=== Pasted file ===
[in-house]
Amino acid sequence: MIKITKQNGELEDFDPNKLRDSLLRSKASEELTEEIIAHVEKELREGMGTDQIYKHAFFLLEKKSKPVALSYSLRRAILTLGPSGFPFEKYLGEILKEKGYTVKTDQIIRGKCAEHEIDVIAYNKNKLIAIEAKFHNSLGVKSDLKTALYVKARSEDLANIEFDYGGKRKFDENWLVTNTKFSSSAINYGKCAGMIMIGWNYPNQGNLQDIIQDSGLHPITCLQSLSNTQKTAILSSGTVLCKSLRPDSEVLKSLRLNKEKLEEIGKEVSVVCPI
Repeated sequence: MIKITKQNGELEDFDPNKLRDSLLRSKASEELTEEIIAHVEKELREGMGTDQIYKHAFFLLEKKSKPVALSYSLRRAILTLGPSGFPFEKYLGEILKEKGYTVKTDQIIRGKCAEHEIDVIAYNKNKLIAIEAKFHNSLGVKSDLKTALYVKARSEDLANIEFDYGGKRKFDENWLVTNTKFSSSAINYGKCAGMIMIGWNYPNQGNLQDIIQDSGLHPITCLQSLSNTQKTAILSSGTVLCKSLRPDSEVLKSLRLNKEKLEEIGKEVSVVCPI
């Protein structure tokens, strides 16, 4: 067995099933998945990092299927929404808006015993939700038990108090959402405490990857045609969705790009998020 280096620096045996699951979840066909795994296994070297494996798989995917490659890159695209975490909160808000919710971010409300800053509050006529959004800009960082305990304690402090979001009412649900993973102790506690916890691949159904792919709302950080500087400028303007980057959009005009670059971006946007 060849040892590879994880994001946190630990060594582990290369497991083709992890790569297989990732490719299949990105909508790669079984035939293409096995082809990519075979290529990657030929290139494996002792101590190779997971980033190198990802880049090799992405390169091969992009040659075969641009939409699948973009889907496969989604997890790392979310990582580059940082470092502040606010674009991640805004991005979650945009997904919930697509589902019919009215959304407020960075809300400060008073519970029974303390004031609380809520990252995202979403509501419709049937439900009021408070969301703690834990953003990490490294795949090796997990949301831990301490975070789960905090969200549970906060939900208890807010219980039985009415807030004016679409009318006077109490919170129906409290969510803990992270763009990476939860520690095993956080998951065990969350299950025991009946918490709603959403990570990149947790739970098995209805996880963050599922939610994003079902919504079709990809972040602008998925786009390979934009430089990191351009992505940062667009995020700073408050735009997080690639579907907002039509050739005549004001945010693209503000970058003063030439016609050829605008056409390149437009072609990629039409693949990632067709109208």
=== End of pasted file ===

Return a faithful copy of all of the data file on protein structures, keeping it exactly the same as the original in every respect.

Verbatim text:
[in-house]
Amino acid sequence: MIKITKQNGELEDFDPNKLRDSLLRSKASEELTEEIIAHVEKELREGMGTDQIYKHAFFLLEKKSKPVALSYSLRRAILTLGPSGFPFEKYLGEILKEKGYTVKTDQIIRGKCAEHEIDVIAYNKNKLIAIEAKFHNSLGVKSDLKTALYVKARSEDLANIEFDYGGKRKFDENWLVTNTKFSSSAINYGKCAGMIMIGWNYPNQGNLQDIIQDSGLHPITCLQSLSNTQKTAILSSGTVLCKSLRPDSEVLKSLRLNKEKLEEIGKEVSVVCPI
Repeated sequence: MIKITKQNGELEDFDPNKLRDSLLRSKASEELTEEIIAHVEKELREGMGTDQIYKHAFFLLEKKSKPVALSYSLRRAILTLGPSGFPFEKYLGEILKEKGYTVKTDQIIRGKCAEHEIDVIAYNKNKLIAIEAKFHNSLGVKSDLKTALYVKARSEDLANIEFDYGGKRKFDENWLVTNTKFSSSAINYGKCAGMIMIGWNYPNQGNLQDIIQDSGLHPITCLQSLSNTQKTAILSSGTVLCKSLRPDSEVLKSLRLNKEKLEEIGKEVSVVCPI
């Protein structure tokens, strides 16, 4: 067995099933998945990092299927929404808006015993939700038990108090959402405490990857045609969705790009998020 280096620096045996699951979840066909795994296994070297494996798989995917490659890159695209975490909160808000919710971010409300800053509050006529959004800009960082305990304690402090979001009412649900993973102790506690916890691949159904792919709302950080500087400028303007980057959009005009670059971006946007 060849040892590879994880994001946190630990060594582990290369497991083709992890790569297989990732490719299949990105909508790669079984035939293409096995082809990519075979290529990657030929290139494996002792101590190779997971980033190198990802880049090799992405390169091969992009040659075969641009939409699948973009889907496969989604997890790392979310990582580059940082470092502040606010674009991640805004991005979650945009997904919930697509589902019919009215959304407020960075809300400060008073519970029974303390004031609380809520990252995202979403509501419709049937439900009021408070969301703690834990953003990490490294795949090796997990949301831990301490975070789960905090969200549970906060939900208890807010219980039985009415807030004016679409009318006077109490919170129906409290969510803990992270763009990476939860520690095993956080998951065990969350299950025991009946918490709603959403990570990149947790739970098995209805996880963050599922939610994003079902919504079709990809972040602008998925786009390979934009430089990191351009992505940062667009995020700073408050735009997080690639579907907002039509050739005549004001945010693209503000970058003063030439016609050829605008056409390149437009072609990629039409693949990632067709109208």